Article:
3. The show has lots of celebrity fans, including Paul McCartney (who told The Adam Buxton Podcast)
Paul: Oh really? That’s nice to know. That’s great. I mean, Paul McCartney has given me a great deal of personal pleasure over the years… and I like his music as well! I’ve met him five times and it was only on the fifth time I met him that I was able to talk like a normal person… For Ian it would be like meeting William Deedes… who was on the show!
Ian: And I was incredibly excited.
Paul: He didn’t take a selfie, he had a brass rubbing done.
4. Alexander Armstrong holds the record for the most stints as guest host – his next appearance (13 October) will be his 40th time in the host’s chair!
Ian: I think the main quality of a great guest host is just to say, ‘Ian, what do you think?’ And then be quiet for about 45 minutes! Maybe till the end of the long first round… I think that’s important!
Paul: You find that generally actors are great at doing it because they are used to sharing the stage with other people. David Tennant for example, is superb, because he’s used to being in situations where he’s not the only one talking. So he won’t interrupt until it feels like you’ve run out of steam or you’ve come to a natural conclusion.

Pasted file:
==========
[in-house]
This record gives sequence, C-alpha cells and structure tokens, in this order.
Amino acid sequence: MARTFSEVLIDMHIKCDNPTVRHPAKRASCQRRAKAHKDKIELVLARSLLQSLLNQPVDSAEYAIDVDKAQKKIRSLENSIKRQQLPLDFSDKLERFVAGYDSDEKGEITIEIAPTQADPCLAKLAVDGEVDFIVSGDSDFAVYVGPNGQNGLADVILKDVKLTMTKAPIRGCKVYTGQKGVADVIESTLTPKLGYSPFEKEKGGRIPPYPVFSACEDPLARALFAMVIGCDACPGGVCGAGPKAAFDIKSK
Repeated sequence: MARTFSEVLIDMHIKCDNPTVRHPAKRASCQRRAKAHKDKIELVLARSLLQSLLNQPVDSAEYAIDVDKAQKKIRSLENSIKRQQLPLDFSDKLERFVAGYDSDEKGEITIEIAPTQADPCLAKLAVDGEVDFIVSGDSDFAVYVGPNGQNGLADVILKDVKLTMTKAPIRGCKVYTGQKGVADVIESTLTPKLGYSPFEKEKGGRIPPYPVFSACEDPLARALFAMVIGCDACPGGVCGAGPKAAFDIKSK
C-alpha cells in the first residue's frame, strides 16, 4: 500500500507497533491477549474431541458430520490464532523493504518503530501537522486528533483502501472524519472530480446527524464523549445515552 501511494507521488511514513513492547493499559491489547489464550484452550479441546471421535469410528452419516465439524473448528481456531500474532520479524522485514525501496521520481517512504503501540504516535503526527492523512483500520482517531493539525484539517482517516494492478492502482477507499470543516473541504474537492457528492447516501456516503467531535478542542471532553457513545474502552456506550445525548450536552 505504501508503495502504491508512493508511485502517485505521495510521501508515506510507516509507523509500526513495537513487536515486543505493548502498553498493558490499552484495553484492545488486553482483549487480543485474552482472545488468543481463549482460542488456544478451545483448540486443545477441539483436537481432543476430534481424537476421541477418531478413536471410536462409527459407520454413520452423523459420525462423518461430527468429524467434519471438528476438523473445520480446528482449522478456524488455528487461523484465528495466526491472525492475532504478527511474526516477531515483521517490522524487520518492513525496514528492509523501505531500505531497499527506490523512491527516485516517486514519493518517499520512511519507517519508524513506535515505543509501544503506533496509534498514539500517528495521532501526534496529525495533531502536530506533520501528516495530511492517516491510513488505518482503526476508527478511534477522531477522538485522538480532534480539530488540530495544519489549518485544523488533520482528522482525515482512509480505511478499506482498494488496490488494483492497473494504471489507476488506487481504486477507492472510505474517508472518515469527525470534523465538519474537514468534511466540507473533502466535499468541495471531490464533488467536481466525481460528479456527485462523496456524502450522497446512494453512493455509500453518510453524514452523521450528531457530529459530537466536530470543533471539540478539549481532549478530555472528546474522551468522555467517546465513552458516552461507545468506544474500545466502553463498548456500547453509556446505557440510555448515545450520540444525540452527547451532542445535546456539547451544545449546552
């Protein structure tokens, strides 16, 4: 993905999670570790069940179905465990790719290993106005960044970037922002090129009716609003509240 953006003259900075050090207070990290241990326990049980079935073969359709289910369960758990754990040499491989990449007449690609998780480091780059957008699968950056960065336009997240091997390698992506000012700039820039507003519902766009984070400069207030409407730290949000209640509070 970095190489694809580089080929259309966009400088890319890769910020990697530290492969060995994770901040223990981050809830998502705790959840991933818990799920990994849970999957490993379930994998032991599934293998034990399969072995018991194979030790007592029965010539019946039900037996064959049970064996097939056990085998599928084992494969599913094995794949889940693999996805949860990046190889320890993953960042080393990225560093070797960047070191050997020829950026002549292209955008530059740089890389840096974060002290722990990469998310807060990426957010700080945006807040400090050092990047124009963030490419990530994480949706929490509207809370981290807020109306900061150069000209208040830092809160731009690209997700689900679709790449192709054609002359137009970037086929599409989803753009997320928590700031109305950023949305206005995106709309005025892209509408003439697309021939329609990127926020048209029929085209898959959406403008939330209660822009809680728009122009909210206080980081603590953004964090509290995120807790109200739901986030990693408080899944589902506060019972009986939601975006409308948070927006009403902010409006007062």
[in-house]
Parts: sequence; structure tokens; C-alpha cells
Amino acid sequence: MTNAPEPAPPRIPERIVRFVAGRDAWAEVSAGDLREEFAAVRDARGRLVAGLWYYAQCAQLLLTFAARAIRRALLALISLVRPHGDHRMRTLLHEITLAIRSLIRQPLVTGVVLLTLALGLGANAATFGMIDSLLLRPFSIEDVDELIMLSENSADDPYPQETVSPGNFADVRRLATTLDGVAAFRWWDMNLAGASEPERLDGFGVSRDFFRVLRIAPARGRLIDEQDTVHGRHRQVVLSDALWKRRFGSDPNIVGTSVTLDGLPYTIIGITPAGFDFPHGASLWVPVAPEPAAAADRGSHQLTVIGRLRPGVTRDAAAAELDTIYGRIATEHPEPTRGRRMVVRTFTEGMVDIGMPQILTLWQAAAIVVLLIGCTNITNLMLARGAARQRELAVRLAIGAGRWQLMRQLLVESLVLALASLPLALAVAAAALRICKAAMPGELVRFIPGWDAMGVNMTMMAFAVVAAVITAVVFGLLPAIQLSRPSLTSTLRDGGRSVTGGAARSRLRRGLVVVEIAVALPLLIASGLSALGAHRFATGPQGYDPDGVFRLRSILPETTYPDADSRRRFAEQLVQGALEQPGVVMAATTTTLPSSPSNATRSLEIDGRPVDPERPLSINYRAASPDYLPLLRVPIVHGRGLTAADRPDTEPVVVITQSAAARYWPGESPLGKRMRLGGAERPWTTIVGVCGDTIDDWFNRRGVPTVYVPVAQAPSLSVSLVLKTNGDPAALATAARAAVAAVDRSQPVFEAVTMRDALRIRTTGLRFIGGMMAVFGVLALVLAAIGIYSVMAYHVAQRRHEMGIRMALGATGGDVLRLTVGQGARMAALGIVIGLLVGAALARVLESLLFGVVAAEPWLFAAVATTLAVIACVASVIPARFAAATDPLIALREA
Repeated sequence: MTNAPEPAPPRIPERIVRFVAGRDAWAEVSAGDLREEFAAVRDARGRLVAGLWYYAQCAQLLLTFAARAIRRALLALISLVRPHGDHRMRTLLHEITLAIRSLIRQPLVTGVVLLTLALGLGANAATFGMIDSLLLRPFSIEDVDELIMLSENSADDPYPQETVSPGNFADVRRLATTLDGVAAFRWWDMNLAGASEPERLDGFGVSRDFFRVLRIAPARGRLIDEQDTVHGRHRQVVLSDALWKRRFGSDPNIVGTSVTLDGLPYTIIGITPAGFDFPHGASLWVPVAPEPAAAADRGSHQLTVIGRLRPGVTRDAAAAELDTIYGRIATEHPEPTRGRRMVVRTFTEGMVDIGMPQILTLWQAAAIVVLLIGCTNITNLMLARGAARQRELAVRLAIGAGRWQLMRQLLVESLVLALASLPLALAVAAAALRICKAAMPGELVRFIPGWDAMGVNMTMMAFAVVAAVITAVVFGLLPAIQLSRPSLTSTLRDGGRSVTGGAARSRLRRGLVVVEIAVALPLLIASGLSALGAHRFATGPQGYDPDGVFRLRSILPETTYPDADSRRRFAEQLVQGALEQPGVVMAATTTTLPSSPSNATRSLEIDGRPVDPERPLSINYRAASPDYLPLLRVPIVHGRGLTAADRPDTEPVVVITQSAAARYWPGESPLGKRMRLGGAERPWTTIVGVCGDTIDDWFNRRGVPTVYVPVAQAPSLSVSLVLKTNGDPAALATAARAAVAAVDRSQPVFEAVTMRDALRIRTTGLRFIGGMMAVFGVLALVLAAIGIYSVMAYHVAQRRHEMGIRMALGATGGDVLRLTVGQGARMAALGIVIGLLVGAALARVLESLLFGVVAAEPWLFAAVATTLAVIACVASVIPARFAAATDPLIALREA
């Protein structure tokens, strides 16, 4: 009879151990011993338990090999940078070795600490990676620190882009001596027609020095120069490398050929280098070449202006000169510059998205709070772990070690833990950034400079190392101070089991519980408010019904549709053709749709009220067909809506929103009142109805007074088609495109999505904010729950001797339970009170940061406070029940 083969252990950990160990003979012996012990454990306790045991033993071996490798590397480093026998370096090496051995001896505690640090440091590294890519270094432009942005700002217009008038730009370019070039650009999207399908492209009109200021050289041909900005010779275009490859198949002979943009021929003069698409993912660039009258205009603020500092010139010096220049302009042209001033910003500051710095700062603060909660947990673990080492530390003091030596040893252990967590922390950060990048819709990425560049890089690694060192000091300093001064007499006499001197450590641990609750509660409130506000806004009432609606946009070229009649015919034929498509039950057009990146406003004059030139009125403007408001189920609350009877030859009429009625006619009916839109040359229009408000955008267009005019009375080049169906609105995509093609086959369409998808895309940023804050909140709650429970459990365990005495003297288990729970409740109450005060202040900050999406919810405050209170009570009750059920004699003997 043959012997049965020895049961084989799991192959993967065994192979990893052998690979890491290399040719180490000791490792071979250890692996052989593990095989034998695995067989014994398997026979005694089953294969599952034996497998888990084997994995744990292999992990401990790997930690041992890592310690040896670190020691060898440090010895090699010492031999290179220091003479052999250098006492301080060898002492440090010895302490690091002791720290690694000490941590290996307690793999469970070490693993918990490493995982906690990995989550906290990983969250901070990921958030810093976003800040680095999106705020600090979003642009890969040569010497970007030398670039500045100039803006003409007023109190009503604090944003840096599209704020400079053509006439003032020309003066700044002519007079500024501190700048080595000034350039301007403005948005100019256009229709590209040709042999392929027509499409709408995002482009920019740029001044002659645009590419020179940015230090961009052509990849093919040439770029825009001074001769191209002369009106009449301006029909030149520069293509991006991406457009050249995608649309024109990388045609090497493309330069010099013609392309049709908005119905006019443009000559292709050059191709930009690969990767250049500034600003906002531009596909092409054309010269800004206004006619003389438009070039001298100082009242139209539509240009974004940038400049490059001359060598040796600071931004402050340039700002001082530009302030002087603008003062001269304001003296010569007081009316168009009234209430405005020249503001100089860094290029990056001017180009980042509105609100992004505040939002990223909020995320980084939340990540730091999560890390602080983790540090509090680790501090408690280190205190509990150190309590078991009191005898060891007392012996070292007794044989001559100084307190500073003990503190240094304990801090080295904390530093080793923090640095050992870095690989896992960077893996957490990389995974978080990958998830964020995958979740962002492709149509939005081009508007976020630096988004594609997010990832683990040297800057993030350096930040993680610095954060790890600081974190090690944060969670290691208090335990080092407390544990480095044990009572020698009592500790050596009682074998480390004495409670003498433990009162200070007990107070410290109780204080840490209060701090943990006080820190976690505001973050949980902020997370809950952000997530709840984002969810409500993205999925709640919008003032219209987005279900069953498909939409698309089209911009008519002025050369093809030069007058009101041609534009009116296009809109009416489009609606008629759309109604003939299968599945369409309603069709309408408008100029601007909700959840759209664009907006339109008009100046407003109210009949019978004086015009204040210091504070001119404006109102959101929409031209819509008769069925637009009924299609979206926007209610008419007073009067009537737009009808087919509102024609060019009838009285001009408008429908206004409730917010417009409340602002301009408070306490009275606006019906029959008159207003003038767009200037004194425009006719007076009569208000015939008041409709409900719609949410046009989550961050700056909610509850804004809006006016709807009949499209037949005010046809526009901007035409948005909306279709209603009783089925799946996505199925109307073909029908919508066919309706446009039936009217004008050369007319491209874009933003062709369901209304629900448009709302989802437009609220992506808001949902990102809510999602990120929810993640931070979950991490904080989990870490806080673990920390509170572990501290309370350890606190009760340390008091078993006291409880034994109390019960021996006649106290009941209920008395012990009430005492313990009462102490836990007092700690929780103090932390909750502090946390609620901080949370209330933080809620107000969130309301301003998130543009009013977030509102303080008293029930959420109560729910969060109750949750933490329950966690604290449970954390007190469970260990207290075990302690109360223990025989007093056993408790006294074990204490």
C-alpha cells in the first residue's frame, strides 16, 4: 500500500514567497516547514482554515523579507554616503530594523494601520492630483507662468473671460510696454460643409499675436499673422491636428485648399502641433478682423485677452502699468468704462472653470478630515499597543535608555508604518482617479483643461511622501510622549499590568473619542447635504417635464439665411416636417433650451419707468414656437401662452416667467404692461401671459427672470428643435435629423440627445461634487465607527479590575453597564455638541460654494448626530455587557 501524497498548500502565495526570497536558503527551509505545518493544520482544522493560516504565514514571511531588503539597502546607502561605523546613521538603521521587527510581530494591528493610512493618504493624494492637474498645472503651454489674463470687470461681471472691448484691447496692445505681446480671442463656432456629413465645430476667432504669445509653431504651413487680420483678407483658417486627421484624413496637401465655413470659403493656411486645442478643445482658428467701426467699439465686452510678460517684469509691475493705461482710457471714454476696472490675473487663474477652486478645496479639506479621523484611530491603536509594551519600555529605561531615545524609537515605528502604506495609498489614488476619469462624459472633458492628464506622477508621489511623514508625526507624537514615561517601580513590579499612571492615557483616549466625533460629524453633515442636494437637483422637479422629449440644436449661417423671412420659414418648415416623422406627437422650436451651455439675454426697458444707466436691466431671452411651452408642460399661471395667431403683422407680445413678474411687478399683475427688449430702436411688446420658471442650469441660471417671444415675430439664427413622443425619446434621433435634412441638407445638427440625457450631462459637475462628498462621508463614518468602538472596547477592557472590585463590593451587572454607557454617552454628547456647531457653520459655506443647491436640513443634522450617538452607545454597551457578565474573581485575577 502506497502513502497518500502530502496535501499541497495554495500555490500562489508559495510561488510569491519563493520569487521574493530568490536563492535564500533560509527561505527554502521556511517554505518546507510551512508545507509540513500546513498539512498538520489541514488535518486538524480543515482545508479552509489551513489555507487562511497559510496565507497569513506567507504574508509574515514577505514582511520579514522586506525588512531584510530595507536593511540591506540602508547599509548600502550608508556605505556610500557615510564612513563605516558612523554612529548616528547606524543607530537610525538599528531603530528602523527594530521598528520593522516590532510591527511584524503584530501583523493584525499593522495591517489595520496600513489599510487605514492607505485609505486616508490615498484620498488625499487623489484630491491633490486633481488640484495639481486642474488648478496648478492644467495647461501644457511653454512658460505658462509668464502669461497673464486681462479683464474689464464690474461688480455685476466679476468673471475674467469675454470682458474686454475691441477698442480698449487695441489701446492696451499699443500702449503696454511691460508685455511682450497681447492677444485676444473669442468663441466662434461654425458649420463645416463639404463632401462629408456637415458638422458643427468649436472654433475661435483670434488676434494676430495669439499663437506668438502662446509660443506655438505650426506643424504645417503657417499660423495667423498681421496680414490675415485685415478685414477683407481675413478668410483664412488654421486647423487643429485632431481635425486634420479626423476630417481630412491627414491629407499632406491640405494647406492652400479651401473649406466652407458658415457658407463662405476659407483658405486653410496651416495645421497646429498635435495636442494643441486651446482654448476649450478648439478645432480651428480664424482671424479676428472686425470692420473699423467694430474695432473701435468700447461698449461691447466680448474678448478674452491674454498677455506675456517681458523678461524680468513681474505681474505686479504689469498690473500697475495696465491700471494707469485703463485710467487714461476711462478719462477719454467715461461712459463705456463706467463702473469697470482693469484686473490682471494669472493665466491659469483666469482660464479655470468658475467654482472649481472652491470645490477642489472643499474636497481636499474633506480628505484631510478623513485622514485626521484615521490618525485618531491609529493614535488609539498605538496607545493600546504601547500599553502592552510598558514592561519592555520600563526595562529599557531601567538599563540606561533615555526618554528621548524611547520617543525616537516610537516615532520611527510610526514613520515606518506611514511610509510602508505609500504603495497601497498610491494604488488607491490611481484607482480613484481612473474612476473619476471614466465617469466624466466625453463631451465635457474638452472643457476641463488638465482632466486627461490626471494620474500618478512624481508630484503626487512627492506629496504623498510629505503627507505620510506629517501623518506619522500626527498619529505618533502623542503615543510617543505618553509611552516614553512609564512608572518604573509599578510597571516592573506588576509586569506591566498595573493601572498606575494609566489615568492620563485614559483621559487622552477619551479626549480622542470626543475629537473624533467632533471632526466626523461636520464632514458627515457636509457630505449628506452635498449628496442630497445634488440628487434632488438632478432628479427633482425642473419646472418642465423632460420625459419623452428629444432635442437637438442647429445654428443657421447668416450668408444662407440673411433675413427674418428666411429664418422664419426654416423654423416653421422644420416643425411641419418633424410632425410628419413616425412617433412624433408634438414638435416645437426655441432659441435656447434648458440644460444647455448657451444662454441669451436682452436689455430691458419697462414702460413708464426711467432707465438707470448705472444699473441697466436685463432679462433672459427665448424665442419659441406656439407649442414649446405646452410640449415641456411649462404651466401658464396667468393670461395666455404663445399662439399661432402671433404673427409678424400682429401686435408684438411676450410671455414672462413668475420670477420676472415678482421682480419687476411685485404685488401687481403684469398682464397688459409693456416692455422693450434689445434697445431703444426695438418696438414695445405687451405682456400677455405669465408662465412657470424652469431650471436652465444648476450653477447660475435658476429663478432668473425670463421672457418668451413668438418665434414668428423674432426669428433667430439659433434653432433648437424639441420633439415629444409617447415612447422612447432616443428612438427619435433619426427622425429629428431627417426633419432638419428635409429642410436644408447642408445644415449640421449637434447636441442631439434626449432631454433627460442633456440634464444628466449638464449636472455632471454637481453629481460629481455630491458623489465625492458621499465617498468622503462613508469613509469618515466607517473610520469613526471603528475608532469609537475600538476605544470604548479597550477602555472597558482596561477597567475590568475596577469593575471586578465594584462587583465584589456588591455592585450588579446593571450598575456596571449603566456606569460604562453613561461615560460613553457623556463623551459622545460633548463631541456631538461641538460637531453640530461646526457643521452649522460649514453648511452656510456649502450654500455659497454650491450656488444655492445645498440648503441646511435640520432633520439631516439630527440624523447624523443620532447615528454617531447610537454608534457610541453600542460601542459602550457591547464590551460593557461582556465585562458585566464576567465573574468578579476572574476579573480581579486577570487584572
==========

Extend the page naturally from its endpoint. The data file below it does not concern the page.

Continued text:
Ian: I’ll tell you who’s also been really good, Mel Giedroyc. She was absolutely fabulous. She wanted everyone to be part of a gang. She kept saying ‘hello, gang’. Which was great because Paul and I really don’t like gangs!
Paul: Can you imagine the one gang that would feature the two of us? It would have to be a broad church!
5. Ken Livingstone is the guest booked closest to the start of a recording